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University Web Developers

We are a small college and I'm the only person that is in charge of the content (excluding news stories) that go online. I sometimes get videos given to me that a Faculty member wants on their department's page, but in my opinion it's not a good video choice.

Who at your colleges are in charge of content, or what's the content approval process?

I like the ease of just being able to give me something, but what happens when it's not the quality you think it should be?

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I'm at a bigger school, but only in a tiny department. So our approach might be helpful to you. Keep in mind that while you seem to be on the content side, I tend to be more of the developer side of the coin.

We setup a committee which controls the over all direction of the site and which has to sign off on changes that occur site wide. They meet very infrequently but represent most of the heads of our departments. They also tend to make sure that the site we have serves the school and departmental needs we have going forward

For smaller stuff, we have a smaller group to oversee day to day changes. These people actually have rights to make edits to the site a well as update content as needed. For every day things they do very well. But occasionally a point comes up that one person of group of people on this board things needs to be changed.

The smaller group is overseen by the communications office who has the final say on anything in the absence of a decision from the first committee. Since the people on the first committee are generally pretty busy this means that the day to day disputes get resolved here.

So, in my case, we would send the video over to the director of communications, preferably in a working mock up of the page, and ask her to take a look, and let us know if the video was okay. If she signs off, it goes up. Since we provided a mock up there should be no real doubt as to how it looks or how it effects load time etc.


You probably are filling the communications role I mentioned. If you think the movie sucks: it sucks. Most people will be fine if you come back say no, have a few good specific reasons, and give them the you can always ask all the deans to take time out of their schedule to review your video.

The other big part of this is for me software, I have a CMS that fits the needs I have very well. It helps the above structure work without people getting each other's way and makes the discussion of a page an easier thing to handle.
Our college district has five campuses with only two full-time Web employees: the webmaster (David) and the Web content editor (me)--actually one more to join our team at the end of the month...YAY!!!!!!!! :-) Although we regularly get help from three other employees in the district. During our recent redesign, we took the approach of doing our IA and content writing with the different audiences in mind, rather than our org chart: this was like pulling teeth in most cases (as you might imagine).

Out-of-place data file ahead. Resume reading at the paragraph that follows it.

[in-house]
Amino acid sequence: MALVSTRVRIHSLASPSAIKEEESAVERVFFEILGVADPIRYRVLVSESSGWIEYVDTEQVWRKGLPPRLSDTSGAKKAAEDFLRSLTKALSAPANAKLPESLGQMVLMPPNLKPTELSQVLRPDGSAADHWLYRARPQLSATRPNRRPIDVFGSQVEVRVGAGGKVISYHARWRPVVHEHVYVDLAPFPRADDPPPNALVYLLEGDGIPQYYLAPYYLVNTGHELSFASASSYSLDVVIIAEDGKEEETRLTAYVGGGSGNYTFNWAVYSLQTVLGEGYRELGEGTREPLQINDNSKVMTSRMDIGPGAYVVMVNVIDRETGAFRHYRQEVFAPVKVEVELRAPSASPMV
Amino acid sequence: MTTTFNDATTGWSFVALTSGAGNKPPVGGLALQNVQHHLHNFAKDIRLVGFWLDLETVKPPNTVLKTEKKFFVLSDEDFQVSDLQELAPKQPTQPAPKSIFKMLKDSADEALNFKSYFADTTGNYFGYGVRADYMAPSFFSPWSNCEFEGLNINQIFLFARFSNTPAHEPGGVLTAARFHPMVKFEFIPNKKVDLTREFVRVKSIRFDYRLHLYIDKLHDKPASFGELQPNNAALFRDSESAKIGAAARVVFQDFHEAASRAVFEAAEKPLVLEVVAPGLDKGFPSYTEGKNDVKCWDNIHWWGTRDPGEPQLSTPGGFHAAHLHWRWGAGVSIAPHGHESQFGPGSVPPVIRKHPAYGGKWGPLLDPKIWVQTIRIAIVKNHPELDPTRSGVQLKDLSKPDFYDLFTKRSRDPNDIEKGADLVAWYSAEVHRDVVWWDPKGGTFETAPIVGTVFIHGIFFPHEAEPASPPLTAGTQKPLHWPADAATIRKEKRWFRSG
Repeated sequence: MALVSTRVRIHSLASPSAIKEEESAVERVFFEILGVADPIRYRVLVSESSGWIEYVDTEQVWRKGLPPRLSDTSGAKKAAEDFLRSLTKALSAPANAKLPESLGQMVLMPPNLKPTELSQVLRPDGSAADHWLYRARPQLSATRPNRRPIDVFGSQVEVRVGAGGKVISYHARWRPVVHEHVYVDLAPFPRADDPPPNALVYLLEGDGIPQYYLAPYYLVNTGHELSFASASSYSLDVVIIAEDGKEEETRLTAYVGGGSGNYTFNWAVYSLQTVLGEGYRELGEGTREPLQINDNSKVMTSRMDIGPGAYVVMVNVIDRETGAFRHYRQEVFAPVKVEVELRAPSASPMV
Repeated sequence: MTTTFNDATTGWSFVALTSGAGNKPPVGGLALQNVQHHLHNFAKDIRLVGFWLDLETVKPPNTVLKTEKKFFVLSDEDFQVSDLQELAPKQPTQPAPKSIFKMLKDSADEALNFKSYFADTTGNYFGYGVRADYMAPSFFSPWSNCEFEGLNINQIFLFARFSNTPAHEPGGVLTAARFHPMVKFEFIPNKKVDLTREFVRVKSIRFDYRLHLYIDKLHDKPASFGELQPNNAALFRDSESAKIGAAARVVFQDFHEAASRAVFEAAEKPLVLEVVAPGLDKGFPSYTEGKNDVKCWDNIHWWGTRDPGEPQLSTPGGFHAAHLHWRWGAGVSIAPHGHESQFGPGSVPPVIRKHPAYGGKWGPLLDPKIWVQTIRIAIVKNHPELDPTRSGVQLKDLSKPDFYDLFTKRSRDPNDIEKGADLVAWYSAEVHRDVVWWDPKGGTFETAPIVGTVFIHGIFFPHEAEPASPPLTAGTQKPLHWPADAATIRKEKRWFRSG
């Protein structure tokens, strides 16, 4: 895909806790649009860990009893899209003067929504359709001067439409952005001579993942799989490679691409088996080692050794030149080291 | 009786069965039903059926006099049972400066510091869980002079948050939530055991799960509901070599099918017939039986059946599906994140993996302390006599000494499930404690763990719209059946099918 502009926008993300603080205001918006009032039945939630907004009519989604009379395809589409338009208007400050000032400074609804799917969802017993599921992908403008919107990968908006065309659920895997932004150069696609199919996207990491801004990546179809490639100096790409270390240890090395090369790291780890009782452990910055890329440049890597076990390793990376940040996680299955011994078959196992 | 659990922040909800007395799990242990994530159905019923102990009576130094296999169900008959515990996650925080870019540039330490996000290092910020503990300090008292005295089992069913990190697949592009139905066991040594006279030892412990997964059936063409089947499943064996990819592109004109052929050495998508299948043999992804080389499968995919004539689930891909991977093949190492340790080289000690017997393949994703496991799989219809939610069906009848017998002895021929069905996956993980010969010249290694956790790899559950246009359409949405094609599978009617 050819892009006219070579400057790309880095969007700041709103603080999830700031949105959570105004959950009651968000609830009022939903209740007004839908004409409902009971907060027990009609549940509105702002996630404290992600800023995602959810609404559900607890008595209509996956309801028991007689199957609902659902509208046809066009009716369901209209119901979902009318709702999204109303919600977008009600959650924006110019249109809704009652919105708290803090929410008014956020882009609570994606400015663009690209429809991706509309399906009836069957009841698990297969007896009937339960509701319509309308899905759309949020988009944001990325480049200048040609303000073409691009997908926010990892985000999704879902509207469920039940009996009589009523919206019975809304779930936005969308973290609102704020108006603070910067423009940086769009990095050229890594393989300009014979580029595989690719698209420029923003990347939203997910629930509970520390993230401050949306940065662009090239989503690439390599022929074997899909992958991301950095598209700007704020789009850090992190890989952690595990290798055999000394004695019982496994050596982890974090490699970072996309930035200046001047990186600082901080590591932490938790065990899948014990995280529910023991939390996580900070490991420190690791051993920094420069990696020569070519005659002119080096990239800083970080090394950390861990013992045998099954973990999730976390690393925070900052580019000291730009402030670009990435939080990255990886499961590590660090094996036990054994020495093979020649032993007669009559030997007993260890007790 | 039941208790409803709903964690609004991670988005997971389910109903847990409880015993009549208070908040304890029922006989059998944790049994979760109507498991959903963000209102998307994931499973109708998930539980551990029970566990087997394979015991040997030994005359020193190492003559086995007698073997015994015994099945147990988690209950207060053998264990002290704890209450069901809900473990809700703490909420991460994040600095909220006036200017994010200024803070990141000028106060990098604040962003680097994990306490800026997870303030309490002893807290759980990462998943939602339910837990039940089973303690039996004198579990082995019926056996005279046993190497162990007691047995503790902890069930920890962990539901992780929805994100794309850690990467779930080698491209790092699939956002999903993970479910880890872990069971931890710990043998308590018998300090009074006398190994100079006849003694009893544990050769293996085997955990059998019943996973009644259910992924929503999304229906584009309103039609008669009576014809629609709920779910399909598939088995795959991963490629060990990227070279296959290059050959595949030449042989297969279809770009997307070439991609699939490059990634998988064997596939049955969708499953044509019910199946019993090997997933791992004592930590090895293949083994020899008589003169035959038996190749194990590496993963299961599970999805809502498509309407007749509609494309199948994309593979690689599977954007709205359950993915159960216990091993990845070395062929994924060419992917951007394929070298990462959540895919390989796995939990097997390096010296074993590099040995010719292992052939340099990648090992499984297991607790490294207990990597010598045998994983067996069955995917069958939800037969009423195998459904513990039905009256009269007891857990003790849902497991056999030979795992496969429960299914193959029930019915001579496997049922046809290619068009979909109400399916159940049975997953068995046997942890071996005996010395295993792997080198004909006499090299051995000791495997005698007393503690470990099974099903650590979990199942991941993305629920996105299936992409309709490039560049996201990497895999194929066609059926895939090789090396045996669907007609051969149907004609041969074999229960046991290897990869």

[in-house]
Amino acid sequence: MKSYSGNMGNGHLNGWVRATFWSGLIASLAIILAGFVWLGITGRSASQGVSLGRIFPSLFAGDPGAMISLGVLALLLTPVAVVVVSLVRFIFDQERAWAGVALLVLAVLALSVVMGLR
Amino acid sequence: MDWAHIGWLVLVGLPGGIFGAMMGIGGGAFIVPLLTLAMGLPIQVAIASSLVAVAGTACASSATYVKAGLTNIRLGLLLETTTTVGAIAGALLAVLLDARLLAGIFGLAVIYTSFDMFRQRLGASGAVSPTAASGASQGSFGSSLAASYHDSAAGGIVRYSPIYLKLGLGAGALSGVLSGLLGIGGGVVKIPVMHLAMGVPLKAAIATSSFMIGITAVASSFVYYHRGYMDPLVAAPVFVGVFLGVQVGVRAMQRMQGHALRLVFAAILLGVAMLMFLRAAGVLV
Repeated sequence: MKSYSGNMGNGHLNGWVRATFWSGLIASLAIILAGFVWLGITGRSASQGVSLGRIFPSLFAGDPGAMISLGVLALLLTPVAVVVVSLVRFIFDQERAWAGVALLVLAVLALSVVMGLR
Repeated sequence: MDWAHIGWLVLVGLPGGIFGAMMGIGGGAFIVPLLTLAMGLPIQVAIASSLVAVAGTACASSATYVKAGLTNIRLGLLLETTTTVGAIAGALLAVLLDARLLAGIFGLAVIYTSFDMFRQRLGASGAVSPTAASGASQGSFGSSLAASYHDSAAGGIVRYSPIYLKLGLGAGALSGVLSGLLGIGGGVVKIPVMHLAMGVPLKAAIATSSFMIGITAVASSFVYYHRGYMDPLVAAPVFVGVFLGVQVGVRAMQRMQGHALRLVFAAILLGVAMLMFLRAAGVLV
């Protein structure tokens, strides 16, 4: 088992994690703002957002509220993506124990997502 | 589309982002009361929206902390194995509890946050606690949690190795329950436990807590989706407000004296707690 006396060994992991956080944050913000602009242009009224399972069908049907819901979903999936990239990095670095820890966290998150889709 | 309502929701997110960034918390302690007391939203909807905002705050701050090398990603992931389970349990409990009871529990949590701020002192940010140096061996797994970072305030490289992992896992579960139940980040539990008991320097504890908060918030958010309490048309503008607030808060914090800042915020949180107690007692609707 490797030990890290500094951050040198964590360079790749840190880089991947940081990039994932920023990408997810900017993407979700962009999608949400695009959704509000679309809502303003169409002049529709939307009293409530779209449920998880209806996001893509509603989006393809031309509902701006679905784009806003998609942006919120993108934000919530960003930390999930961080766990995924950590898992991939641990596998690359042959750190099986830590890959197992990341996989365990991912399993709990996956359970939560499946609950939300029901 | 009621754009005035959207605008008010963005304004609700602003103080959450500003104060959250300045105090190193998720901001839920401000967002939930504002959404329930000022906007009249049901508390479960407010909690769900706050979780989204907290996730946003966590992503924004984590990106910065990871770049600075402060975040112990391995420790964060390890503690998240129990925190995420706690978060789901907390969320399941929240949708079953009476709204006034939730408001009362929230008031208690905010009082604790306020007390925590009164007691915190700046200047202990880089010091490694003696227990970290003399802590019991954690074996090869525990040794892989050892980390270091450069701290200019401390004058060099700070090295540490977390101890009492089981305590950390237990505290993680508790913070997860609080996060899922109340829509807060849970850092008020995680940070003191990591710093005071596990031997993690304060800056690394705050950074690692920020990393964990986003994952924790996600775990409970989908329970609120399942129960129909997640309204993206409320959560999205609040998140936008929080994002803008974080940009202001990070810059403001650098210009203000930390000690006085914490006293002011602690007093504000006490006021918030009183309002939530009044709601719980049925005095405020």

Each campus has a different organizational structure when it comes to disciplines, so geography may be in the science division on one campus but in the humanities on another campus. We had to drill down to the discipline level and have one rep from each campus work as a team to come up with the content for THE geography area, THE math area, etc., rather than one for each campus. Our students are SO thankful for the change as are the prospective students we've heard from.

All members of each discipline (or dept) team had to attend a Writing for the Web training before they ever get access to the CMS. All that to say that for each discipline out of the five representatives, one is responsible for entering the content into our CMS and one other is responsible for "approving" that content before it gets to me (I'm the Web content editor for the entire district). Because of major politics, this was actually the best solution for us (myself and the Webmaster) as well as make sure that the administrators were happy. (Lots more to this and can talk to you about the good, the bad and the ugly that we learned during that process if you'd like.) I then edit all content keeping usability in mind.

Let me know if I can answer any more questions. Prior to this position I was the lone ranger Web person at a smaller university.
My response to the question at http://cuwebd.ning.com/forum/topics/web-team-management might be of some help to you.
You have to not let it get personal.

And then you agree to put it up and test it. If it's shown to have a negative impact on that departments goal (web sign ups) then it will come down. If it increases the departments goal then it can stay.

And the good thing about statistics is that you can always get them to agree with you.

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